Judith took more quick inventory. The men would probably catch up quickly if they tried to run. The alley was dark, and the leader was probably right: she’d never known most people in cities to intervene, and the local constabulary didn’t take much interest in a neighborhood like this one. She wasn’t armed. She didn’t know if William had brought whatever weapon he’d been reaching for out at Finlay’s, or how skilled he was with it if he had. And she was wearing skirts.

She sighed, held still, and decided to try a little diplomacy of her own. “I’m sure we can settle this peaceably. Just leave us enough money for tickets home, aye? We’ll hand over the rest.”

The leader shook his head. “Won’t need money when we’re done with you. Won’t need to go home, either,” he said. Judith didn’t recognize what cue he gave, and he didn’t speak, but she heard footsteps behind her.
Fine, then. Fine.

She whirled, caught the man’s outstretched hand as he tried to grab her arm—they always tried for the bicep if you were a woman, devil only knew why—and used his body as a pivot for her own. Her elbow smashed into his jaw with all her weight behind it. His head snapped sideways with a cracking sound: his jaw, not his neck, for he yelled in agony and staggered back, clutching the side of his face.

There was no time to see William’s reaction.

“Are we finished—” she started to ask.

Then the leader roared and rushed forward, and the rest followed his lead. It was an answer, just not the one Judith had wanted. “I did my best,” she muttered, not sure if she was speaking to William or the robbers or her own conscience. Then she gave herself over to the moment.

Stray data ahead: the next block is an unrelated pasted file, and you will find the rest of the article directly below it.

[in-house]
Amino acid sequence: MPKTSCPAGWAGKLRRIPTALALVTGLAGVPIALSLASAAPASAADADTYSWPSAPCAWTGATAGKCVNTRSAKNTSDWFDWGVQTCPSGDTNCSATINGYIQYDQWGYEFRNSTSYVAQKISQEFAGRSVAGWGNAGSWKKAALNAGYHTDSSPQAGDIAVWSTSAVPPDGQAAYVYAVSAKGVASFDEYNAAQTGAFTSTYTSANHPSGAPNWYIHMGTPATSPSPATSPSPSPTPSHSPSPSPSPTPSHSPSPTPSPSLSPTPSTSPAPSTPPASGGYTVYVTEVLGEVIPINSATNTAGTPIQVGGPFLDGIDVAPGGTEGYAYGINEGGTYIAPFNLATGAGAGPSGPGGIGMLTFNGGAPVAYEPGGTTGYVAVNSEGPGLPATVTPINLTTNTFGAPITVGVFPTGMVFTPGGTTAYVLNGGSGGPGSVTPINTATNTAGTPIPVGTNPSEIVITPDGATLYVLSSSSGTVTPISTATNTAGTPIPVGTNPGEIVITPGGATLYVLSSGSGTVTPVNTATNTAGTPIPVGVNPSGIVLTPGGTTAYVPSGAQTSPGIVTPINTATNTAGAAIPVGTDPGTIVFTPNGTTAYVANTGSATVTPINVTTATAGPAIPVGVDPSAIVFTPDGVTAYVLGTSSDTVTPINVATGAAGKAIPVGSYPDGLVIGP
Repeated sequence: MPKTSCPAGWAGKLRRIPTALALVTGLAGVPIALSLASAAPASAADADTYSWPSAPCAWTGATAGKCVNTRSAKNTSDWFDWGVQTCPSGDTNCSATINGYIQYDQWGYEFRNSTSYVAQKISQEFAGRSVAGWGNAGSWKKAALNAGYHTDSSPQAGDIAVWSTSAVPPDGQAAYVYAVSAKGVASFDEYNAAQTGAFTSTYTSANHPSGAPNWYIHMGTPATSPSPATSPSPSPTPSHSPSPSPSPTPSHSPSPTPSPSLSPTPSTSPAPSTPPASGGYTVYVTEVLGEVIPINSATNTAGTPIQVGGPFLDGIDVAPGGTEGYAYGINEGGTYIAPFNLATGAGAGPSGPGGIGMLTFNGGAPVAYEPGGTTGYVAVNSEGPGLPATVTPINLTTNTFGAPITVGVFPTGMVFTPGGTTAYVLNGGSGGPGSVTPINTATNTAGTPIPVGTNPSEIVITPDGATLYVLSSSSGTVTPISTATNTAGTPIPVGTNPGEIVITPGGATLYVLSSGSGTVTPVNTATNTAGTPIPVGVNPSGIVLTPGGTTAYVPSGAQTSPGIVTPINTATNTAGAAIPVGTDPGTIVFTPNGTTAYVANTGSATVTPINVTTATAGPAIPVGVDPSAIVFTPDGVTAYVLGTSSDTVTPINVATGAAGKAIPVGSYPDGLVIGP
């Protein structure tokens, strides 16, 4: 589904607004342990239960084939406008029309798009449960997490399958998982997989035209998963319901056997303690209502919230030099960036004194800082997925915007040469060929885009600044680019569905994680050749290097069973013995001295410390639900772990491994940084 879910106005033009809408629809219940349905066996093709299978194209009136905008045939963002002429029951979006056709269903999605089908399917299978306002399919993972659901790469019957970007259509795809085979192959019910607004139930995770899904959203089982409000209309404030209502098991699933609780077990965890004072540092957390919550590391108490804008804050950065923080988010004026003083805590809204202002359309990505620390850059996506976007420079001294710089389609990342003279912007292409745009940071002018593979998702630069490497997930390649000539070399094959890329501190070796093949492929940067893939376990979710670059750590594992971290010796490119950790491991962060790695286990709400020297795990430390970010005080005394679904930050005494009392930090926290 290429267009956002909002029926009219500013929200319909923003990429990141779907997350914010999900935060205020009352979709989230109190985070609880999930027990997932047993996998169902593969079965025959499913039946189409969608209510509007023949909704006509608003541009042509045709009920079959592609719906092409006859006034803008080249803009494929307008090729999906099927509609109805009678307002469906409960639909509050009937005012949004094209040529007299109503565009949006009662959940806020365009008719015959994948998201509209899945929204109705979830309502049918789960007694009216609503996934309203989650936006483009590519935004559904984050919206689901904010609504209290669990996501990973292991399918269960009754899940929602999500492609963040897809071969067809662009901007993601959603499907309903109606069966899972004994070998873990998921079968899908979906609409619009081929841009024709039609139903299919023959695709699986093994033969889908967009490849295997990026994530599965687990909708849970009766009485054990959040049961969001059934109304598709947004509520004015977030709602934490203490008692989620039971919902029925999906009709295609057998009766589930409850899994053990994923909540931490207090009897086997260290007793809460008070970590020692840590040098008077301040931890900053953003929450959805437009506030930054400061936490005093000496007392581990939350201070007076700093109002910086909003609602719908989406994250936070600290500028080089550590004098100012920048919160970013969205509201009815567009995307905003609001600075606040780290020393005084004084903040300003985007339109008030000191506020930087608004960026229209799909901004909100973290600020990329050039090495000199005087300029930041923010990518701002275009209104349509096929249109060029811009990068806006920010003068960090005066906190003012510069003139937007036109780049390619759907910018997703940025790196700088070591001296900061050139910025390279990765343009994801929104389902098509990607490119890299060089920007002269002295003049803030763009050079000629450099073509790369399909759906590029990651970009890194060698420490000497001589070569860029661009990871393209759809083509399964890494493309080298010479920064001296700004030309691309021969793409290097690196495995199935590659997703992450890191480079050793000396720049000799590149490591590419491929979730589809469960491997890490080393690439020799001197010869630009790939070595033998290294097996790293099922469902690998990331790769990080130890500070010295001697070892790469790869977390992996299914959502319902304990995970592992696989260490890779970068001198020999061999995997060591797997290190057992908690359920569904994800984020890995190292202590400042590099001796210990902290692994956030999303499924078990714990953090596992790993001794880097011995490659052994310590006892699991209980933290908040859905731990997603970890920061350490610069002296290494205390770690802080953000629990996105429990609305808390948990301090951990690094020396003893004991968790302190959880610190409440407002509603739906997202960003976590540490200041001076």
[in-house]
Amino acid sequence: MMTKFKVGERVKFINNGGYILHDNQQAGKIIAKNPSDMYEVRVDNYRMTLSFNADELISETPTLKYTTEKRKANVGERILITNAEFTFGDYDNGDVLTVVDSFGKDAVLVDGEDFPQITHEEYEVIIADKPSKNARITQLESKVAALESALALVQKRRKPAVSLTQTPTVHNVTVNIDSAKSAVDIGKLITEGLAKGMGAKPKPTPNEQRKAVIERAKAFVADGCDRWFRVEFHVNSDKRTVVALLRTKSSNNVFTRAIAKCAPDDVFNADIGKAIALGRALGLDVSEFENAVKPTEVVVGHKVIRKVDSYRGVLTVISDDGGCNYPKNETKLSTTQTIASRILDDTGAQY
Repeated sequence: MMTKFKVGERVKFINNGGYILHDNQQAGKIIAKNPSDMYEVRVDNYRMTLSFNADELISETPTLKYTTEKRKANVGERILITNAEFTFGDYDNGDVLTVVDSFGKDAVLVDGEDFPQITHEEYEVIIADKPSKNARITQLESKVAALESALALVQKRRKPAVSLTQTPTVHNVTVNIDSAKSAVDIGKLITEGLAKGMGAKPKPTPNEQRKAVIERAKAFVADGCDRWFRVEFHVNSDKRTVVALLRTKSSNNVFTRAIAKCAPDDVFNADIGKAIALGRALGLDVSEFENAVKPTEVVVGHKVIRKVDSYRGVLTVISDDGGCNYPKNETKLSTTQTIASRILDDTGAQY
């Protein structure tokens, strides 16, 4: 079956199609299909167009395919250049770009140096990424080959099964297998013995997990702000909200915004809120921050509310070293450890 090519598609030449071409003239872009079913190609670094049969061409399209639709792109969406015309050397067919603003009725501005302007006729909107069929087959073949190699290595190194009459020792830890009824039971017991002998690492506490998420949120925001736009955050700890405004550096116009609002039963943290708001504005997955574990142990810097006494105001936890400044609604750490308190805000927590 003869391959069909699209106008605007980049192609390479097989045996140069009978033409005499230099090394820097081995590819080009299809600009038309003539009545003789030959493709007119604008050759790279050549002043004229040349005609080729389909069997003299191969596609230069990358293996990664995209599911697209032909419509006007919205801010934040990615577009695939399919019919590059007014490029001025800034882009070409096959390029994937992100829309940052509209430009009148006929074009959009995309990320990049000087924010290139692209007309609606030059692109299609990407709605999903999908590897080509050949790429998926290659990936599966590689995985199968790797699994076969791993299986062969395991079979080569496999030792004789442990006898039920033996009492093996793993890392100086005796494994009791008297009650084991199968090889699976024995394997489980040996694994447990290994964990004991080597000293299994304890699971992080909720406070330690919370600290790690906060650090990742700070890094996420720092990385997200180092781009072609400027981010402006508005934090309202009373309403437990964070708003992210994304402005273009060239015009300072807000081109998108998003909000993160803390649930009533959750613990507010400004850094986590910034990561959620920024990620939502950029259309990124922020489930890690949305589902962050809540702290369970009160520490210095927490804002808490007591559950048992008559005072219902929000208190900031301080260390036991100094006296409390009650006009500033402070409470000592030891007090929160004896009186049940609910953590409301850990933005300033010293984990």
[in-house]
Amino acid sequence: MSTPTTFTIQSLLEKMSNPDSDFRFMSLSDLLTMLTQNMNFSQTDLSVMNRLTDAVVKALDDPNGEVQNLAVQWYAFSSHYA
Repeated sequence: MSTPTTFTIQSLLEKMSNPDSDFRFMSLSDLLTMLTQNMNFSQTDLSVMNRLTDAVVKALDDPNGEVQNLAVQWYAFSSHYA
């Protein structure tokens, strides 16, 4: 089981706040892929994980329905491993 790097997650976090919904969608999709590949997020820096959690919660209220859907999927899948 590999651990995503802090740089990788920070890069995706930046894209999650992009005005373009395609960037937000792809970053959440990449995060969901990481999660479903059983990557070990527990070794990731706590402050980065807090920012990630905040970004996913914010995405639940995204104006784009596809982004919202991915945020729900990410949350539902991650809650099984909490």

Get it Here:

Amazon | BAM | BN | Kobo | IndieBound | Indigo

About the Author:

During the day, Isabel Cooper maintains her guise as a mild-mannered project manager in legal publishing. In her spare time, she enjoys video games, ballroom dancing, various geeky hobbies, and figuring out what wine goes best with leftover egg rolls. Cooper lives with two thriving houseplants in Boston, Massachusetts.


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Review: Seven Spoons by Tara O'Brady

Title: Seven Spoons: My Favorite Recipes for Any and Every Day
Author: Tara O'Brady
Format: egalley
Pub. Date: April 21st 2015
Source: Ten Speed Press

Book Description via Goodreads:

The much-anticipated debut from the author behind the popular food blog Seven Spoons, featuring distinctive, crowd-pleasing recipes; engaging, writerly essays; and the same stunning photography that has earned her website a devoted following.

Roasted Carrots with Harissa A├»oli and Dukkah. Plum Macaroon Cake. Chaat Tostadas. Roasted Peaches with Glazed Sesame Oats. Few food writers have such an insightful, intuitive understanding of flavor—or a more eclectic and inspiring range of culinary influences at work in their kitchen—than Tara O’Brady. Fewer still write with her trademark warmth and thoughtful prose, which Saveur describes as “like pulling up a seat at the table of an old friend.”

Seven Spoons is O’Brady’s remarkable and much-anticipated debut. In it, she shares more than one hundred of her best and most mouthwatering recipes—crowd-pleasing breakfasts like Blackberry Buttermilk Whole Grain Scones, weeknight staples like Everyday Yellow Dal, and terrifically inventive desserts like Roasted Grapes with Sweet Labneh. These elegant, flavorful, and wonderfully creative recipes, plus the show stopping photography, will have you heading straight for the kitchen to get cooking.